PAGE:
This is the second piece in a two-part series. Click here to read Part 1.
Laura nodded her head and began to respond…
“I was surprised about the pessimism of your generation. Dorothea [von Hantelmann] asked me what I thought about the class, and I said, wow, I’ve never had a class of students of your age who are so pessimistic about the future. Yet, while you are very pessimistic, you were also extremely analytic. You were extremely well-informed. I do think Covid has played a big role in how you are feeling. How all of us are feeling – it’s a very difficult historical moment. It’s been difficult to watch students deal with mental health issues which have arisen due to the pandemic in the past two years. I was also sad to hear that many of you feel as though having children is now an ideological position rather than a personal decision. It was clearly not anecdotal. It’s really something that many of you are thinking about. In my opinion, no one should have any say about whether you should have children or not. But I think your generation is grappling with a lot of issues.”
I responded to Laura’s comment, saying:
“I would say that in some ways we can’t really be hedonistic because of Covid. I mean, I think digital escapism is very much a thing, but I also wonder how effective it is, since social media does generate these very dystopian narratives. A lot of the media that we consume is disaster media, even when it’s humorous. I think even in trying to escape, there’s this immediacy to our time that we can’t really get away from. On that topic, what was so weirdly paradoxical in some of the moments when we were reading the theorists Latour and Haraway, was that they voiced this necessity to return to the earth, and we were ingesting the theory and very much agreeing with it, while also simultaneously witnessing this increasing push towards tech. I also think a very interesting moment in the class was when the metaverse was announced. It created such apt conversations. But it was also difficult to witness how this incited more of this fearful and disastrous conception of the future.”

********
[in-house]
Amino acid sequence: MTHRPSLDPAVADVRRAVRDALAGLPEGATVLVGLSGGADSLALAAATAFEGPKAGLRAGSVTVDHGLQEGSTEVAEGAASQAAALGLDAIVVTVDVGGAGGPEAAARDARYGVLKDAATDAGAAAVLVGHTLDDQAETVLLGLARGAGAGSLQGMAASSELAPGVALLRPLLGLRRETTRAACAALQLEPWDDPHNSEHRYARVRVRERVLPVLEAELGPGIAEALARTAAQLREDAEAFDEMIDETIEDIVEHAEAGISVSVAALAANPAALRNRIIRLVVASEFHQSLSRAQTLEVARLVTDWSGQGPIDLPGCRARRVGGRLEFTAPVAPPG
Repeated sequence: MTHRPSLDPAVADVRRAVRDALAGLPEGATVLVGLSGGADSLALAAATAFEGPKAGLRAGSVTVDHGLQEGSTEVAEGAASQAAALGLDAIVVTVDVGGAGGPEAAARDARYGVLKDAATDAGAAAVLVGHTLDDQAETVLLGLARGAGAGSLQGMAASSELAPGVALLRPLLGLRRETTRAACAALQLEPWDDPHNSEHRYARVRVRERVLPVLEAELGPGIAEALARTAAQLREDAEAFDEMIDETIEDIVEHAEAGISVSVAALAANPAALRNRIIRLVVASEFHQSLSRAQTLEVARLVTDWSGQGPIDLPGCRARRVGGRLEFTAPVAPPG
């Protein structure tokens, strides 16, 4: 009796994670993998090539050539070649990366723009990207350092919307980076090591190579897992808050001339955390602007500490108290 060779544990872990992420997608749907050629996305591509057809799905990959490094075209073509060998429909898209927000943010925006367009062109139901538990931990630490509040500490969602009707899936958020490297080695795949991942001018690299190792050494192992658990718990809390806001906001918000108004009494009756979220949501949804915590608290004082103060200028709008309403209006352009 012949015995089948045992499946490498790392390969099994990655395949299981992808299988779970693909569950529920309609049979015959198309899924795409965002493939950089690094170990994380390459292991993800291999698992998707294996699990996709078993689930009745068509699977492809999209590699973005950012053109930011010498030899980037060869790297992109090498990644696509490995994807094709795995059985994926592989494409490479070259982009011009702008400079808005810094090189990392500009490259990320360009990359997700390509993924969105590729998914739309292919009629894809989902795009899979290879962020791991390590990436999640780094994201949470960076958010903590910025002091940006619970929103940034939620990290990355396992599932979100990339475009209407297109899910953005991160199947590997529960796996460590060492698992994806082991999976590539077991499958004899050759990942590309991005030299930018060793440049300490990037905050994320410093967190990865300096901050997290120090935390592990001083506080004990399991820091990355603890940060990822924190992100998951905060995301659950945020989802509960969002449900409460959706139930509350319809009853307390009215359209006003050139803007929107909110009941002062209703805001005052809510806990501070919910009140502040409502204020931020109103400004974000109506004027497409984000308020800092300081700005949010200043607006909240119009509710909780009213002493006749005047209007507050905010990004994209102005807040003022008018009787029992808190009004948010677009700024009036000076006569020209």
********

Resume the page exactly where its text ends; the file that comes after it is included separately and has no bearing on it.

Laura agreed, continuing:
“It’s difficult to reconcile because we’re talking about earth and being earthly and returning to the earth. All that has to do with physicality and so on, but then we have a complete parallel universe that’s continuing to emerge. And it looks like it’s consolidating and we already have the internet and the metaverse is just one step beyond that. That brings in so many questions, especially at a time in which living on earth is complicated by climate change, Covid, and war. The question is now what happens when we have this alternative way of living in a world where all of that does not literally exist, where we don’t have a body, and we don’t have the limitations that our physical bodies contain. It’s very much like the matrix. Is there a point of intersection between those two realities? These are the questions of the time we live in, and the theoretical scaffolding that we have doesn’t prepare us for it. I think this is also the reason why it’s very important to start thinking about education in a way that is going to allow us to think creatively. We have to start thinking about how knowledge is produced as a way to better integrate into this accelerating changing reality.”
The conversation soon turned to the topic of our habitability logbooks, archives of each student’s independent research which culminated into two projects throughout the duration of the semester. I began by saying:
“I felt very thankful that you gave us a space to go anywhere with what we wanted to research, but then I think I also felt simultaneously nervous about that, because I think generally the freedom of thought in the class in some ways was intimidating for me. It is always a practice to generate one’s own ideas in a classroom setting, and I don’t think many courses push students to do so as much as “Contemporary Art and the Anthropocene” did.
But it was very interesting because I think we ingest so much information every day. Even in very minimal ways, like looking at a climate change meme on instagram that you soon forget.